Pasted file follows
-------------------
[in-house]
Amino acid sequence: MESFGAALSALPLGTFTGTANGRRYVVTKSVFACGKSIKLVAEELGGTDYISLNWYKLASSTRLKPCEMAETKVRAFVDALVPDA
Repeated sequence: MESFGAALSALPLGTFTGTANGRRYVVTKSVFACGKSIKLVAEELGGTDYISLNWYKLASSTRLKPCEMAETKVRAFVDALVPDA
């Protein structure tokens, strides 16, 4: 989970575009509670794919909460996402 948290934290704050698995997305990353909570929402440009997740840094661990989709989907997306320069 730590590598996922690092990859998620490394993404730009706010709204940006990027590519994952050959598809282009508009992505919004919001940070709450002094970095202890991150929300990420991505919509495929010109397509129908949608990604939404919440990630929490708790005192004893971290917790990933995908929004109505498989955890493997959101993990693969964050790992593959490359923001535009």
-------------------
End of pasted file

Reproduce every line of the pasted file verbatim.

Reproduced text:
[in-house]
Amino acid sequence: MESFGAALSALPLGTFTGTANGRRYVVTKSVFACGKSIKLVAEELGGTDYISLNWYKLASSTRLKPCEMAETKVRAFVDALVPDA
Repeated sequence: MESFGAALSALPLGTFTGTANGRRYVVTKSVFACGKSIKLVAEELGGTDYISLNWYKLASSTRLKPCEMAETKVRAFVDALVPDA
């Protein structure tokens, strides 16, 4: 989970575009509670794919909460996402 948290934290704050698995997305990353909570929402440009997740840094661990989709989907997306320069 730590590598996922690092990859998620490394993404730009706010709204940006990027590519994952050959598809282009508009992505919004919001940070709450002094970095202890991150929300990420991505919509495929010109397509129908949608990604939404919440990630929490708790005192004893971290917790990933995908929004109505498989955890493997959101993990693969964050790992593959490359923001535009």